The realism is what bothered me the most with this book.  I just couldn't get behind the idea that so many people from this upper crust family suddenly, and independent of each other, decide to leave their comfortable (and yes stifling and restrictive) world to hang out with people much, much lower on the social scale.  We're talking about debutantes enjoying watching rat baiting and a rich kid eagerly learning the art of pick pocketing from a Fagin-type character.  I just couldn't get behind the changes in their characters.  There were too many double lives happening within one family to be believable and the ending was tied up too nicely.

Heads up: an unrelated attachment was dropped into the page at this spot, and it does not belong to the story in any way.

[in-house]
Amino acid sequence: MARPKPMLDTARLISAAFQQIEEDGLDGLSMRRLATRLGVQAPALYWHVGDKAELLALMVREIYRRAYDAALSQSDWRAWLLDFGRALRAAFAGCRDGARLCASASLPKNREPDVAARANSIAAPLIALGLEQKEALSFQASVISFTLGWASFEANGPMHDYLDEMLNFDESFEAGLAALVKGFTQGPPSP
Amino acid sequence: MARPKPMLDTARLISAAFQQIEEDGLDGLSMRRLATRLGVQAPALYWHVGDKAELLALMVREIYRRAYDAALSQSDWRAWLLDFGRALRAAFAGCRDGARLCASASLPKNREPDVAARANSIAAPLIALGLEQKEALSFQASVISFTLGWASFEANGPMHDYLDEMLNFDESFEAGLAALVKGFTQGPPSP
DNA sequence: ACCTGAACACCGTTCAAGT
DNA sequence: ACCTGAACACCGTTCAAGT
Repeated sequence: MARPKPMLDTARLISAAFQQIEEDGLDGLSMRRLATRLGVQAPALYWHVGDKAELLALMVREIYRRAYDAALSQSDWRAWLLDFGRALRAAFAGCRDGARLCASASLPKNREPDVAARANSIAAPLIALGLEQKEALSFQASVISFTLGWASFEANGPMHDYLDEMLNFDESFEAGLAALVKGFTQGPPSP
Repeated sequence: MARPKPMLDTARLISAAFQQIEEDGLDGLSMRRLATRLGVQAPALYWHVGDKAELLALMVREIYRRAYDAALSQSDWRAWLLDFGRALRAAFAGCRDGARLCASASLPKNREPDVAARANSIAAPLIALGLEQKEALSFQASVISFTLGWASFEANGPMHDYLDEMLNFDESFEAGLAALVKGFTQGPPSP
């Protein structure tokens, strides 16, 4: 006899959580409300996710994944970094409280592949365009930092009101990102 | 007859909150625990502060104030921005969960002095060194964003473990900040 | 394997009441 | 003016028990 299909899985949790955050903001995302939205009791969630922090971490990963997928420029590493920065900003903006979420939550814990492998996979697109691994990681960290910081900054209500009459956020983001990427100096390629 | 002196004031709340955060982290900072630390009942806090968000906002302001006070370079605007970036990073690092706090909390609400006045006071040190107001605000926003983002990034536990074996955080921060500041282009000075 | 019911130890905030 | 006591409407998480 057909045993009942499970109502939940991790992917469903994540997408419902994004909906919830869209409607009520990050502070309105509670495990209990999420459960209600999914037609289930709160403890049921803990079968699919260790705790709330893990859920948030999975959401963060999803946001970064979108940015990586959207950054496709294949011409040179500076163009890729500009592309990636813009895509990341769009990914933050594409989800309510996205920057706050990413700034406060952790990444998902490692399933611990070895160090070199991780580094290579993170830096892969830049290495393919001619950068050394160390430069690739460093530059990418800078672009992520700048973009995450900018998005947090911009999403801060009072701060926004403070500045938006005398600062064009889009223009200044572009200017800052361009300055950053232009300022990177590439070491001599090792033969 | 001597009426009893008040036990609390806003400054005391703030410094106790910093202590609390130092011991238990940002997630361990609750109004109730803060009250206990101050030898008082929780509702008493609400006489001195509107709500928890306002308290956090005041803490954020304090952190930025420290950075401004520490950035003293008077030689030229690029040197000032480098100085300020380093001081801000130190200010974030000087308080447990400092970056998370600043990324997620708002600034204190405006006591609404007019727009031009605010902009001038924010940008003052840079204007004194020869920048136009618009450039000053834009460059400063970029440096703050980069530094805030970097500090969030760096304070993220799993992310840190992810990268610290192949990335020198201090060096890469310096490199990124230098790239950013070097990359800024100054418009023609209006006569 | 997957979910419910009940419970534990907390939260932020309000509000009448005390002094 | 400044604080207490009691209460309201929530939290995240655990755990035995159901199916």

Even though this wasn't my favourite Belfoure novel House of Thieves kept my interest and showed the lengths parents will go to protect their children and I liked it.  This would make a good beach read for fans of lighter historical fiction who enjoy period pieces set during 19th century America.

My Rating: 3/5 stars

Disclaimer: My sincere thanks to SourceBooks and NetGalley for providing me with a complimentary e-book copy of this book in exchange for my honest review.